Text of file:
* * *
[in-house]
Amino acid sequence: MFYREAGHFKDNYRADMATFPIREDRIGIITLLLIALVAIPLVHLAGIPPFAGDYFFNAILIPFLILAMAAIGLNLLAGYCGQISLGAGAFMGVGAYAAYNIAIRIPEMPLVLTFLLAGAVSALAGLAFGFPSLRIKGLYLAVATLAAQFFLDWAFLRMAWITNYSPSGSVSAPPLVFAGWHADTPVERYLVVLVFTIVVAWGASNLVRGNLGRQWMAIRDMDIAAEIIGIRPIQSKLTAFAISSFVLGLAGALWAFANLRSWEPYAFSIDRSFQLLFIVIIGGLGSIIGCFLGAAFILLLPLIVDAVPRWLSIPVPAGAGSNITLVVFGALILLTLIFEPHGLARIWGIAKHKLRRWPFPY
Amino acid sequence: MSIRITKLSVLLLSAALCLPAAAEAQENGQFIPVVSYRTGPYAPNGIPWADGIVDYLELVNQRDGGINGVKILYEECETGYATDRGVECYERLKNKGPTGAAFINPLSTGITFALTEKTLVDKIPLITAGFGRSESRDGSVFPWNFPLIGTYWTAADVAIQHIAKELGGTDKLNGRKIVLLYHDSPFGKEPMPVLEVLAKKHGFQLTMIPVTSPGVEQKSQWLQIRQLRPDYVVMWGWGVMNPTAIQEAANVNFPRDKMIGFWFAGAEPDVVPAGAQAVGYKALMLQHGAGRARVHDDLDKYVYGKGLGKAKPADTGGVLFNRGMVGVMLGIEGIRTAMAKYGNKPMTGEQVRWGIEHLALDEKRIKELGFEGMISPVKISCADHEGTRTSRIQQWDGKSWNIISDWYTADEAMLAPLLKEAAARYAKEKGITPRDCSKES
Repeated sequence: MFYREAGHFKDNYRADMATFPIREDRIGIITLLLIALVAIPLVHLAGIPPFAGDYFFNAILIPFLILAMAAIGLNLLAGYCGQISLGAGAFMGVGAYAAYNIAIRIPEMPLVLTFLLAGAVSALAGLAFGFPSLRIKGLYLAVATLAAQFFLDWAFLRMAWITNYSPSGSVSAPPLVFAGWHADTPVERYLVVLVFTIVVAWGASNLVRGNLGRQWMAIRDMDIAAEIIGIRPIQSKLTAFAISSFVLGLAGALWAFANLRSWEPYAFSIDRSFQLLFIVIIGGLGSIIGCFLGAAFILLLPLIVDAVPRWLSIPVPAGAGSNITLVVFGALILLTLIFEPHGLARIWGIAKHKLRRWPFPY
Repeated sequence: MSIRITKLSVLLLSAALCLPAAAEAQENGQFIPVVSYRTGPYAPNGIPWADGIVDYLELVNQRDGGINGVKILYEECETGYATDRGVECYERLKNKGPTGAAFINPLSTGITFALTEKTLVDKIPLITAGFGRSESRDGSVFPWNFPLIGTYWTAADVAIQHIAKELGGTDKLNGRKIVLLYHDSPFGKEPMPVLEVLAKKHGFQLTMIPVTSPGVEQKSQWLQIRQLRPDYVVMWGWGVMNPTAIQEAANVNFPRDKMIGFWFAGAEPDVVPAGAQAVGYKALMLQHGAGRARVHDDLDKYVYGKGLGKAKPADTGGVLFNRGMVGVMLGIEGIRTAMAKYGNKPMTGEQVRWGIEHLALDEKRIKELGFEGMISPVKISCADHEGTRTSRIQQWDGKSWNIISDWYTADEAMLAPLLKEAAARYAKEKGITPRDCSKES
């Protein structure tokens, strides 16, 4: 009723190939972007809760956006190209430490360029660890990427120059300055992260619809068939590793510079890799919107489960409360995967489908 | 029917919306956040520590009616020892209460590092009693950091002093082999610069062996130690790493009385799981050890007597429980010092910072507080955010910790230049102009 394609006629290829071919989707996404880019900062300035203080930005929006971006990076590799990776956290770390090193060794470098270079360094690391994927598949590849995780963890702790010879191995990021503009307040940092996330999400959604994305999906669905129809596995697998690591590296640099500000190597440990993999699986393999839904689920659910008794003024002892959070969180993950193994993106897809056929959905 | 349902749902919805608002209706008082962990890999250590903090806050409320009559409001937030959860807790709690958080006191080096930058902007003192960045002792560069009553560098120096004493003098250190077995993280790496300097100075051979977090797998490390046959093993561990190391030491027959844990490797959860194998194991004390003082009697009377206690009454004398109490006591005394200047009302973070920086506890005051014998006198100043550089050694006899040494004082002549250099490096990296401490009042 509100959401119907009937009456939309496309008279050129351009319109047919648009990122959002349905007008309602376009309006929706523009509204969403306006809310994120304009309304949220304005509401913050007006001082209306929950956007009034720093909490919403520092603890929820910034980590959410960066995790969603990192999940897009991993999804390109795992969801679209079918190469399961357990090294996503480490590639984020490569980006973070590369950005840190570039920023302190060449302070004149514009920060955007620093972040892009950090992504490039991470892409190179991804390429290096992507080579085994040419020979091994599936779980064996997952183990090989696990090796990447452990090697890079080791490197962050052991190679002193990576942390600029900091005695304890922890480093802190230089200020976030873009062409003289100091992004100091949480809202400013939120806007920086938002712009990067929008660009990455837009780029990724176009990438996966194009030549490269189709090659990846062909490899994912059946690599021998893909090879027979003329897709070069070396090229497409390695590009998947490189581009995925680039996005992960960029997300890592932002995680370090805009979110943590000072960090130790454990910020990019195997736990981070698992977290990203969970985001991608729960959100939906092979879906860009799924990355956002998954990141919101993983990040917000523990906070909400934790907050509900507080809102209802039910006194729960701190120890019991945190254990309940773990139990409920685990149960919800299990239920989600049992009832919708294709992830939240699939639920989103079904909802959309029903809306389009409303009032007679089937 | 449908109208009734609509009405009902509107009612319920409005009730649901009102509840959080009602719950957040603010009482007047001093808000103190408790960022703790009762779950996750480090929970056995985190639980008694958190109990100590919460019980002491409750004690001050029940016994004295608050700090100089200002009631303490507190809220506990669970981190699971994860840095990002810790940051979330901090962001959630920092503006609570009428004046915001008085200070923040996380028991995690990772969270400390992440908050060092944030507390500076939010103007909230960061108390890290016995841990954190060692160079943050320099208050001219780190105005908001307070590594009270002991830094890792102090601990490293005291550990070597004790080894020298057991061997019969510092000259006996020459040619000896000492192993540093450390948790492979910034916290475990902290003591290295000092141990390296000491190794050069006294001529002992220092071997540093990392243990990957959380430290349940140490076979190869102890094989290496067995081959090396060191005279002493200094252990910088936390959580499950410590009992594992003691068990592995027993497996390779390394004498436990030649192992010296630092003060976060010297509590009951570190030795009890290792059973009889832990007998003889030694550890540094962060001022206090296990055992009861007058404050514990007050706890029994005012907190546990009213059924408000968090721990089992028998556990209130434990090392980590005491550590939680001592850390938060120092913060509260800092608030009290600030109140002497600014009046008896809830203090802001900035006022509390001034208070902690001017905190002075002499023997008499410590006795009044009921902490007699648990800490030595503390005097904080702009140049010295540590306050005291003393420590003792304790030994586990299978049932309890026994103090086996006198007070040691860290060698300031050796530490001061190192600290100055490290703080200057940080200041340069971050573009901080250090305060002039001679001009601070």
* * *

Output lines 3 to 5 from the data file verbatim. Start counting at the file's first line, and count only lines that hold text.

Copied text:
Amino acid sequence: MSIRITKLSVLLLSAALCLPAAAEAQENGQFIPVVSYRTGPYAPNGIPWADGIVDYLELVNQRDGGINGVKILYEECETGYATDRGVECYERLKNKGPTGAAFINPLSTGITFALTEKTLVDKIPLITAGFGRSESRDGSVFPWNFPLIGTYWTAADVAIQHIAKELGGTDKLNGRKIVLLYHDSPFGKEPMPVLEVLAKKHGFQLTMIPVTSPGVEQKSQWLQIRQLRPDYVVMWGWGVMNPTAIQEAANVNFPRDKMIGFWFAGAEPDVVPAGAQAVGYKALMLQHGAGRARVHDDLDKYVYGKGLGKAKPADTGGVLFNRGMVGVMLGIEGIRTAMAKYGNKPMTGEQVRWGIEHLALDEKRIKELGFEGMISPVKISCADHEGTRTSRIQQWDGKSWNIISDWYTADEAMLAPLLKEAAARYAKEKGITPRDCSKES
Repeated sequence: MFYREAGHFKDNYRADMATFPIREDRIGIITLLLIALVAIPLVHLAGIPPFAGDYFFNAILIPFLILAMAAIGLNLLAGYCGQISLGAGAFMGVGAYAAYNIAIRIPEMPLVLTFLLAGAVSALAGLAFGFPSLRIKGLYLAVATLAAQFFLDWAFLRMAWITNYSPSGSVSAPPLVFAGWHADTPVERYLVVLVFTIVVAWGASNLVRGNLGRQWMAIRDMDIAAEIIGIRPIQSKLTAFAISSFVLGLAGALWAFANLRSWEPYAFSIDRSFQLLFIVIIGGLGSIIGCFLGAAFILLLPLIVDAVPRWLSIPVPAGAGSNITLVVFGALILLTLIFEPHGLARIWGIAKHKLRRWPFPY
Repeated sequence: MSIRITKLSVLLLSAALCLPAAAEAQENGQFIPVVSYRTGPYAPNGIPWADGIVDYLELVNQRDGGINGVKILYEECETGYATDRGVECYERLKNKGPTGAAFINPLSTGITFALTEKTLVDKIPLITAGFGRSESRDGSVFPWNFPLIGTYWTAADVAIQHIAKELGGTDKLNGRKIVLLYHDSPFGKEPMPVLEVLAKKHGFQLTMIPVTSPGVEQKSQWLQIRQLRPDYVVMWGWGVMNPTAIQEAANVNFPRDKMIGFWFAGAEPDVVPAGAQAVGYKALMLQHGAGRARVHDDLDKYVYGKGLGKAKPADTGGVLFNRGMVGVMLGIEGIRTAMAKYGNKPMTGEQVRWGIEHLALDEKRIKELGFEGMISPVKISCADHEGTRTSRIQQWDGKSWNIISDWYTADEAMLAPLLKEAAARYAKEKGITPRDCSKES